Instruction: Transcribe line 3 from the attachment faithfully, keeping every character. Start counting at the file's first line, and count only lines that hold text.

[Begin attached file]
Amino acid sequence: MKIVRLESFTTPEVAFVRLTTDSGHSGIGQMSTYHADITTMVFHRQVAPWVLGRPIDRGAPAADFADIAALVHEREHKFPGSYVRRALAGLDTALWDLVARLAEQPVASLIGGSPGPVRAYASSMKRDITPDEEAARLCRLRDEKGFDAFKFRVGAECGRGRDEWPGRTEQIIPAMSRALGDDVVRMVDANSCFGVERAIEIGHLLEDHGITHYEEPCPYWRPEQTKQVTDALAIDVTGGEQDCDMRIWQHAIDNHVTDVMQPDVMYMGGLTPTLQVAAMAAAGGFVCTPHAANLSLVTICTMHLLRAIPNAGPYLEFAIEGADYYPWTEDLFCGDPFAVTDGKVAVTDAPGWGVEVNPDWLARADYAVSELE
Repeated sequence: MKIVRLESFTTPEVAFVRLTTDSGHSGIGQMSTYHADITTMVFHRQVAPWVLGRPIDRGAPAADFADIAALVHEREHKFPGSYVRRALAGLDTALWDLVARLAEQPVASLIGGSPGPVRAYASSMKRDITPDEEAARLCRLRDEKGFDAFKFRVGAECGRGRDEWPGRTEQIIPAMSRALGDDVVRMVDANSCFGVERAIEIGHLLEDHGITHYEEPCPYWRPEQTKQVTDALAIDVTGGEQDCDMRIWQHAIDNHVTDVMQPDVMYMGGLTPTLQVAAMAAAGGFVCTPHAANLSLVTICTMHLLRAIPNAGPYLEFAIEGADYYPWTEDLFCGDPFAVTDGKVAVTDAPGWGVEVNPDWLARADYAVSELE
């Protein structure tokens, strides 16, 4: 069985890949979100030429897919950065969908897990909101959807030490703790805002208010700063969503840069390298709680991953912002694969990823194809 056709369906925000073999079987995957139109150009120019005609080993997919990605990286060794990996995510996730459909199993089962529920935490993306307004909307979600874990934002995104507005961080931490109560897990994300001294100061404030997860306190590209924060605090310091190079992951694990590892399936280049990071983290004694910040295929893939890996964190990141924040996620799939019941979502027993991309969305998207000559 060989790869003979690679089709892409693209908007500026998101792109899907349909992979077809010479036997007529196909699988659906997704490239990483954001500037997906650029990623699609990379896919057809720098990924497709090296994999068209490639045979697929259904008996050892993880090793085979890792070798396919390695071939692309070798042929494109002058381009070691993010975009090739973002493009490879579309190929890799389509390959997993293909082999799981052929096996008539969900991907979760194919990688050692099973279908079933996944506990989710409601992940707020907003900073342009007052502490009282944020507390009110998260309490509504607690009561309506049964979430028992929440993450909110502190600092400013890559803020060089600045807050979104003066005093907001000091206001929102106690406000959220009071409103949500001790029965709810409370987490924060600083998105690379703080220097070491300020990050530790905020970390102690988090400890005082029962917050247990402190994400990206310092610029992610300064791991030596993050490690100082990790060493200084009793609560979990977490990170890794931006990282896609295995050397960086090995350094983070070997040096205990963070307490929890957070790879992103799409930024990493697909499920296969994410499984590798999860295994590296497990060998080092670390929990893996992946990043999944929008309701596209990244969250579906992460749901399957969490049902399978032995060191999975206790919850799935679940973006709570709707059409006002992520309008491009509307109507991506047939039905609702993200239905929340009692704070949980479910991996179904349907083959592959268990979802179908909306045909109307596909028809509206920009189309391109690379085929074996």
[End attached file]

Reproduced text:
């Protein structure tokens, strides 16, 4: 069985890949979100030429897919950065969908897990909101959807030490703790805002208010700063969503840069390298709680991953912002694969990823194809 056709369906925000073999079987995957139109150009120019005609080993997919990605990286060794990996995510996730459909199993089962529920935490993306307004909307979600874990934002995104507005961080931490109560897990994300001294100061404030997860306190590209924060605090310091190079992951694990590892399936280049990071983290004694910040295929893939890996964190990141924040996620799939019941979502027993991309969305998207000559 060989790869003979690679089709892409693209908007500026998101792109899907349909992979077809010479036997007529196909699988659906997704490239990483954001500037997906650029990623699609990379896919057809720098990924497709090296994999068209490639045979697929259904008996050892993880090793085979890792070798396919390695071939692309070798042929494109002058381009070691993010975009090739973002493009490879579309190929890799389509390959997993293909082999799981052929096996008539969900991907979760194919990688050692099973279908079933996944506990989710409601992940707020907003900073342009007052502490009282944020507390009110998260309490509504607690009561309506049964979430028992929440993450909110502190600092400013890559803020060089600045807050979104003066005093907001000091206001929102106690406000959220009071409103949500001790029965709810409370987490924060600083998105690379703080220097070491300020990050530790905020970390102690988090400890005082029962917050247990402190994400990206310092610029992610300064791991030596993050490690100082990790060493200084009793609560979990977490990170890794931006990282896609295995050397960086090995350094983070070997040096205990963070307490929890957070790879992103799409930024990493697909499920296969994410499984590798999860295994590296497990060998080092670390929990893996992946990043999944929008309701596209990244969250579906992460749901399957969490049902399978032995060191999975206790919850799935679940973006709570709707059409006002992520309008491009509307109507991506047939039905609702993200239905929340009692704070949980479910991996179904349907083959592959268990979802179908909306045909109307596909028809509206920009189309391109690379085929074996």